Flipping houses is generally not considered passive investing by the IRS. Tax rules define flipping as active income and profits on flipped houses treated as ordinary income, not capital gains. Taxes on flipping houses will usually be based on the investor’s normal income tax rates and will also include self-employment tax.
If you can make an after-tax profit on house flipping you’ll want to check out LendingHome. They’re an online hard money lender that offers fix and flip and rehab loans to short-term investors up to 80% LTV and 90% LTC. Rates start as low as 7.5% for prime borrowers and the application takes minutes.
House Flipping Tax Rules
A business that regularly profits from the sale of an asset, whether it’s a vehicle, inventory, or a piece of real estate is classified as an active business process. As a result, a person flipping real estate, particularly if it involves multiple properties, will likely be classified by the IRS as an active income – a “dealer” in houses – and will be subject to ordinary income tax on the profits.
This is in contrast to passive investment income such as a rental property which, if eventually sold, the profits will be taxed at more favorable capital gains rates. Ultimately, this means that the tax consequences of flipping houses depend on whether the IRS categorizes the person as an active real estate dealer or a passive real estate investor.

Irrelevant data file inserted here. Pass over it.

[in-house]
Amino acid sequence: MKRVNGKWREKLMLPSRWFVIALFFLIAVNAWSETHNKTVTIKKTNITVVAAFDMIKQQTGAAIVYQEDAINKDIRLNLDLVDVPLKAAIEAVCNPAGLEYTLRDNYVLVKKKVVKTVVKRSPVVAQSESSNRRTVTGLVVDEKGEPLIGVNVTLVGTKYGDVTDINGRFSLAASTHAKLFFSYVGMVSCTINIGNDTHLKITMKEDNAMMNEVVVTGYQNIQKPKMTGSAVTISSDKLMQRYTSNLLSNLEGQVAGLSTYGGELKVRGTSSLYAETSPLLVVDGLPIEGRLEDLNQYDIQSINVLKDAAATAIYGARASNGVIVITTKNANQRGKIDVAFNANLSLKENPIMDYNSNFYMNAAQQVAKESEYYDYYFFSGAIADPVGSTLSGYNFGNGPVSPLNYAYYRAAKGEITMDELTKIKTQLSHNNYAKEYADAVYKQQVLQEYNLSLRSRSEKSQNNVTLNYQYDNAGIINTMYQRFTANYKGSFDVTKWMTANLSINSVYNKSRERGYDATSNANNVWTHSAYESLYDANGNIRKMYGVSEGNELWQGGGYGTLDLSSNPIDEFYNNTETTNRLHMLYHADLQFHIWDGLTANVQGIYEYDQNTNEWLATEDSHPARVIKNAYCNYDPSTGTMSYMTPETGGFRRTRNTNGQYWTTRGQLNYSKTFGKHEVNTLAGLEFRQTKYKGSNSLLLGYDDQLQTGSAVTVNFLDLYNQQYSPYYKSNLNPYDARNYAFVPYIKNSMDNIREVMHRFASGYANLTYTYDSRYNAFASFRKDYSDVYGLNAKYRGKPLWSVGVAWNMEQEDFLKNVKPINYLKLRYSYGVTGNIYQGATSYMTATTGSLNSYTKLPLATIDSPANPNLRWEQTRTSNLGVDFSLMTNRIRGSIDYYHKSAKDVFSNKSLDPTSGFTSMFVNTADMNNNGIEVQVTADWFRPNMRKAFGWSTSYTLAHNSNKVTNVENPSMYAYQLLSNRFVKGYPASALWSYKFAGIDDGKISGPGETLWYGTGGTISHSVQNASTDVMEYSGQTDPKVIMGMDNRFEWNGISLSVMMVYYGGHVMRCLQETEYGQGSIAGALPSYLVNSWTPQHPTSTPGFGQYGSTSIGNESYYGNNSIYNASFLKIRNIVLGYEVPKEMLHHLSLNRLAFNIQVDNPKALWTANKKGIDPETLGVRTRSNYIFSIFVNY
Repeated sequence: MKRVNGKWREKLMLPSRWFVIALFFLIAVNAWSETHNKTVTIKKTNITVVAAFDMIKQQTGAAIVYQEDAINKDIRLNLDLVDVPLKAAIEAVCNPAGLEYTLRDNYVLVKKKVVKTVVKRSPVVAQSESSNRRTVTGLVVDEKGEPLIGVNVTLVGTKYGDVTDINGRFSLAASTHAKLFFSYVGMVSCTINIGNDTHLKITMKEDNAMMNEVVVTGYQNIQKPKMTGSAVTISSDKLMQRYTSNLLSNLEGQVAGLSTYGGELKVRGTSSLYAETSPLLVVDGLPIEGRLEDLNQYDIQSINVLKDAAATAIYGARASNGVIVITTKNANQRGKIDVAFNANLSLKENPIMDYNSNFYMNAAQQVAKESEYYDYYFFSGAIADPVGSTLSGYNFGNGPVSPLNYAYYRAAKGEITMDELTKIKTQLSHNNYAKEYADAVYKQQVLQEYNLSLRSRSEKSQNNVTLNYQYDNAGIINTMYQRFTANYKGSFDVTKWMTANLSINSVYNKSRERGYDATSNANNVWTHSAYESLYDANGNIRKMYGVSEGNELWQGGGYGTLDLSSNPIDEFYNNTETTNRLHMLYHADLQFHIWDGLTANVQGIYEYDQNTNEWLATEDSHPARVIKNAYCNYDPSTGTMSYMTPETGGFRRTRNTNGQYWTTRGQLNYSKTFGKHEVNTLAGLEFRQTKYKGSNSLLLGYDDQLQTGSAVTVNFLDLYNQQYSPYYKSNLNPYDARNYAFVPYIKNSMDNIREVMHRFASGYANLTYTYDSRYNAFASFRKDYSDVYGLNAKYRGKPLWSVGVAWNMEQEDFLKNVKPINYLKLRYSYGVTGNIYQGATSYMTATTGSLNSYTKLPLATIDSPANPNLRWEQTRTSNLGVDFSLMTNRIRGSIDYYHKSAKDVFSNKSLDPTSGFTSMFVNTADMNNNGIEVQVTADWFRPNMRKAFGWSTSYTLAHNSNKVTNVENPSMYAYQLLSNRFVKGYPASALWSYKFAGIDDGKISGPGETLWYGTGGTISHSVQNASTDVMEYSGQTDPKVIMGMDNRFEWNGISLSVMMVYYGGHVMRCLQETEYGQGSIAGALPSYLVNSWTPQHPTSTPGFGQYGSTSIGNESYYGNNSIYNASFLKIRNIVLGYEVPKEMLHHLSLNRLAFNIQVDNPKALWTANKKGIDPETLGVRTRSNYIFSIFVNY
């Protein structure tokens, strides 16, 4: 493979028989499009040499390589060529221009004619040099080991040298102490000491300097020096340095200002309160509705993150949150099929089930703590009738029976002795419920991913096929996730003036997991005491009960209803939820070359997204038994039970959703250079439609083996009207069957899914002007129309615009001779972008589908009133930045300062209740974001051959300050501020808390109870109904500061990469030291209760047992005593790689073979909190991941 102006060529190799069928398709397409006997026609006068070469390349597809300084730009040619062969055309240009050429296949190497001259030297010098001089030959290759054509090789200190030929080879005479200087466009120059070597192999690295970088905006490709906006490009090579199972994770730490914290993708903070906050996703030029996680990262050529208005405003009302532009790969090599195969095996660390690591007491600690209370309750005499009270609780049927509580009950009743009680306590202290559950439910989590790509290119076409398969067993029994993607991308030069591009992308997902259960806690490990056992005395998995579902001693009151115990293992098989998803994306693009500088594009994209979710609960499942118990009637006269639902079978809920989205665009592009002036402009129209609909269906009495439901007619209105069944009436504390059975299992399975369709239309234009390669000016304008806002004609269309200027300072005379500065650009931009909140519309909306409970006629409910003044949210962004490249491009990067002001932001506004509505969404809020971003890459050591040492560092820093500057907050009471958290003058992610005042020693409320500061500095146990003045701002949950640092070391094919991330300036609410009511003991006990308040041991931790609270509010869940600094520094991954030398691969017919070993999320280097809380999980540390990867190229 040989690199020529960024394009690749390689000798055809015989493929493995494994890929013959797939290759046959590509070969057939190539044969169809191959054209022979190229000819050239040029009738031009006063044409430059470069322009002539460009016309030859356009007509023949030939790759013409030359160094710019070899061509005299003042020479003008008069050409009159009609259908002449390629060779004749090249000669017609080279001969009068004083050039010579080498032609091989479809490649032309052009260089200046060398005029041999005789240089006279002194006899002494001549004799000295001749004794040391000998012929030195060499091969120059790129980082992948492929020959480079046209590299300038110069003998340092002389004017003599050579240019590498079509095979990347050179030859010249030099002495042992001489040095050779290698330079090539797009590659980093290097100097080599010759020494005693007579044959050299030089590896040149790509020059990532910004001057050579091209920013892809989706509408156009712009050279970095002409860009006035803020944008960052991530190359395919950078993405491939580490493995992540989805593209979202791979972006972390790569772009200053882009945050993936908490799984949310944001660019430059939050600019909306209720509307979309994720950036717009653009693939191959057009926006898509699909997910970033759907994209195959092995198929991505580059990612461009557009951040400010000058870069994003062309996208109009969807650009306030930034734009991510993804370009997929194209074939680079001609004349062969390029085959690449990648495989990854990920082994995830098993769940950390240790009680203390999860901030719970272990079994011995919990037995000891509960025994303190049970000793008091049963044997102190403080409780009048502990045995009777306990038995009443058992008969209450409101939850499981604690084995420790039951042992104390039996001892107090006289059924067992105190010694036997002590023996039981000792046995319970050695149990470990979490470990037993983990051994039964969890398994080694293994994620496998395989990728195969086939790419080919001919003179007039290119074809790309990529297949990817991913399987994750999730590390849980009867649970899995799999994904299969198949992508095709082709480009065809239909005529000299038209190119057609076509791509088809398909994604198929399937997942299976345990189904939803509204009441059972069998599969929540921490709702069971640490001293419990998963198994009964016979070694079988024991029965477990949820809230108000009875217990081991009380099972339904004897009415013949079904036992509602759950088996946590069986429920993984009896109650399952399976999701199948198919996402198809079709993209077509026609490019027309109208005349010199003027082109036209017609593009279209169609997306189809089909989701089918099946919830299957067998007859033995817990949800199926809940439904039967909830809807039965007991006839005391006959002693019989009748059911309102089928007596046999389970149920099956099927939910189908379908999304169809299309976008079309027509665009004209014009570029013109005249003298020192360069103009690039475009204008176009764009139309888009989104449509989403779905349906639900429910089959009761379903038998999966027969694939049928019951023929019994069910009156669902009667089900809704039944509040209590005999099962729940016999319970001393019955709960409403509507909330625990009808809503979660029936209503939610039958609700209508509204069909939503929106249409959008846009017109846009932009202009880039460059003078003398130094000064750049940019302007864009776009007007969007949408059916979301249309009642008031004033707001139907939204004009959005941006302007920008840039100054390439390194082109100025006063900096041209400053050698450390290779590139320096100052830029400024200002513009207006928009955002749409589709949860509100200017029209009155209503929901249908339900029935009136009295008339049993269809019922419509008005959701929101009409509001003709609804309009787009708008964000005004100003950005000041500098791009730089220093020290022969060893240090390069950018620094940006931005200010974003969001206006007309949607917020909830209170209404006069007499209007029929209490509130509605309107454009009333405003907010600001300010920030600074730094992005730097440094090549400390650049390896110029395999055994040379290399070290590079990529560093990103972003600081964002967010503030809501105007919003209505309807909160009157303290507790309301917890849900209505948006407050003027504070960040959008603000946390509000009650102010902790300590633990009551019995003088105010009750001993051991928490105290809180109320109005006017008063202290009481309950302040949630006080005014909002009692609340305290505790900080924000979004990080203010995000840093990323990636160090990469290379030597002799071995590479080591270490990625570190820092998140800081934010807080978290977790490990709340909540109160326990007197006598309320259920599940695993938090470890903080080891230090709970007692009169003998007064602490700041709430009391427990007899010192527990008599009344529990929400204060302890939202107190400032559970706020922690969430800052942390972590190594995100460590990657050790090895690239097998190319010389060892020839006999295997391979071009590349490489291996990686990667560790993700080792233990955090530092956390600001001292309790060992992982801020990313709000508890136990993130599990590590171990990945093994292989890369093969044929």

Whether or not you’re a passive investor or a dealer, H&R Block tax software can accommodate you. Not only can you file your taxes quickly online, but you can easily upload your prior years tax information and you have the option to have your return checked by a Tax Pro before filing.
What Determines Dealer Status for a Real Estate Flipper
The IRS code is not particularly clear on what constitutes active versus passive income. Many factors are taken into consideration. These can include how many properties are flipped, if they are owned or rented for a period of time before resale, and how long they are held.
Most likely, a person flipping a single house over a long period or turning over a rental property for a profit will not be viewed through the lens of an active dealer in real estate. That’s particularly the case if they lived in it or rented it, and held it for several years before resale. The tax liability on such flips will be more favorable than the tax liability for a real estate dealer.
On the other hand, a fix and flip investor who flips a dozen houses a year, holds them for a very short period, and/or derives most of their income from their real estate flipping business will be considered a dealer and the income will be taxed at higher ordinary income rates. Determining your taxation category and the rate you owe is complicated, and your tax professional or CPA should be involved.
Typically, if you hold a property for more than a year you won’t be considered an active dealer and be subject to long-term capital gains taxes between 0% – 20%. If you’re an active fix and flipper that holds a property for less than one year, however, than you’ll most likely be taxed at your ordinary income tax rate of 10% – 39.6%+.
“One reason real estate taxation is so difficult is because